February is National Children Dental Health Month

  • Published
  • By Master Sgt. Caroline Bunce
  • 81st Dental Squadron
Dental decay is the most common chronic infectious disease children face. In fact, tooth decay is five times more common than asthma, but parents can help reduce the risk.

The main cause of tooth decay in children involves bacteria that are commonly transferred from adults who share eating utensils or clean a dropped pacifier with saliva. The bacteria attach to the child's teeth and then feed on sugars found in the normal diet. The byproduct of the bacteria is an acid that feeds on the sugars and demineralizes the teeth, eventually causing decay.

Carbohydrates such as bread or cookies and sweetened beverages like juice or soft drinks are additional sources that provide fuel for the bacteria. Proper brushing and flossing can remove food particles, reducing the bacteria's food source. Children under age 7 are not capable of effectively brushing their teeth on their own, so they will need help. If children use a sippy cup or bottle, they should never be allowed to sleep or fall asleep with them, unless it is only filled with water.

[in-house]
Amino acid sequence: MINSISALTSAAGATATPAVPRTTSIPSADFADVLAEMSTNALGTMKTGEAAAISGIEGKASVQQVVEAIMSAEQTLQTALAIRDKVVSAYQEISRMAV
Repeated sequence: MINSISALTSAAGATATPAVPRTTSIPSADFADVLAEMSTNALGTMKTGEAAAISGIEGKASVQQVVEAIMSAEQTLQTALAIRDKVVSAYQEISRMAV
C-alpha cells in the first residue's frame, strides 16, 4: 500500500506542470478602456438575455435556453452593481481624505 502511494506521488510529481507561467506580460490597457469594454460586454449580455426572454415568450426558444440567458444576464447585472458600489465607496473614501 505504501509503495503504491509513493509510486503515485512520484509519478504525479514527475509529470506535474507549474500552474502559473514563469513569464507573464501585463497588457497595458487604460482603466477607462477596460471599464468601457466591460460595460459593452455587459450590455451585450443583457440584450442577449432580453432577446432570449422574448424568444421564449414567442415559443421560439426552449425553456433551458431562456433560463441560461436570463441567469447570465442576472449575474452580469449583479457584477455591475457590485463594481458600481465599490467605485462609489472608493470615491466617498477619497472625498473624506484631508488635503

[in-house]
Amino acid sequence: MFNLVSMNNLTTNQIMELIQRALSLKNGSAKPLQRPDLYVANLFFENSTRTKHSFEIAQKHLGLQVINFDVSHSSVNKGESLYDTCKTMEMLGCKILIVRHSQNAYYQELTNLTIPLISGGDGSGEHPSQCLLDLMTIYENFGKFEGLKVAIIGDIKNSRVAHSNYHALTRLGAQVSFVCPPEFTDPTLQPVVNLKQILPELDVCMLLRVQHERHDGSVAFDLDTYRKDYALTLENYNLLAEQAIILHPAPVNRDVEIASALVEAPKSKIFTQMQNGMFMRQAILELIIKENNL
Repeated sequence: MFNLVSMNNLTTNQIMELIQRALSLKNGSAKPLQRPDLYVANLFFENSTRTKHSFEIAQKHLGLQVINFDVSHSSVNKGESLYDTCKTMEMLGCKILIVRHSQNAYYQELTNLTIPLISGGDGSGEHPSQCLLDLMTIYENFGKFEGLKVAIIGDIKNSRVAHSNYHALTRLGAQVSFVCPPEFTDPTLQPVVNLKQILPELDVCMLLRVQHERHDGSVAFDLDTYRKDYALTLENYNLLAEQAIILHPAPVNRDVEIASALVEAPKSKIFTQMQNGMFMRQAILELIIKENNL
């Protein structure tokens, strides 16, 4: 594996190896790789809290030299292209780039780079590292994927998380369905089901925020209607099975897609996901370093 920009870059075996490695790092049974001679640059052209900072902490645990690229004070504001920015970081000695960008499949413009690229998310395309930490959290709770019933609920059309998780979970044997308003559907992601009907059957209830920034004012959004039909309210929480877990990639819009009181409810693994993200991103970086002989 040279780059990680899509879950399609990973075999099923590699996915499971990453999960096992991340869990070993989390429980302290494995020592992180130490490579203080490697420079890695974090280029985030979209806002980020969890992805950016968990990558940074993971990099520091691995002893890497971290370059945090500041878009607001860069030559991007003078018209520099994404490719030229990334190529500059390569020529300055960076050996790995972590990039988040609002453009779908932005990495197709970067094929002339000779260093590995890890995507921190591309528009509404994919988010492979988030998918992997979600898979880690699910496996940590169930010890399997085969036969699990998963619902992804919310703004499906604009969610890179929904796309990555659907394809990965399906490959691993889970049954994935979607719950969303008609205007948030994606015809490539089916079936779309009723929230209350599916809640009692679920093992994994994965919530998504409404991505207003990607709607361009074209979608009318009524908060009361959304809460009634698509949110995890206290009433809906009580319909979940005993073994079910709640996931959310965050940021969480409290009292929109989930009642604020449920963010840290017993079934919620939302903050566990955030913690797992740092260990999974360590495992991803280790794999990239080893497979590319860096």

Along with removing the food source with brushing and flossing, using fluoridated products has been proven to help prevent cavities. Fluoride is found naturally in the environment and makes teeth stronger, protecting them from the demineralization process the acid causes. Because of its benefits, fluoride is also commonly added to drinking water, toothpaste and mouthwashes.

Exposing children to the correct amount of fluoride can make their teeth more resistant to decay by incorporating itself into the tooth's structure. Studies also have shown fluoride can re-mineralize areas that have been demineralized, slowing or even stopping the decay process. Parents should talk to their children's dentist about their fluoride needs and whether they are receiving the correct amount.

During the child's yearly dental visit, the dentist will evaluate the child's oral health and assess his or her risk of developing cavities. The dentist also will provide instruction regarding proper brushing techniques and other ways to prevent tooth decay.

Because parents want their children to have happy and healthy smiles throughout their lives, each parent should take control of their children's oral health. They should monitor their children's diet, help brush their teeth and ensure they visit the dentist regularly.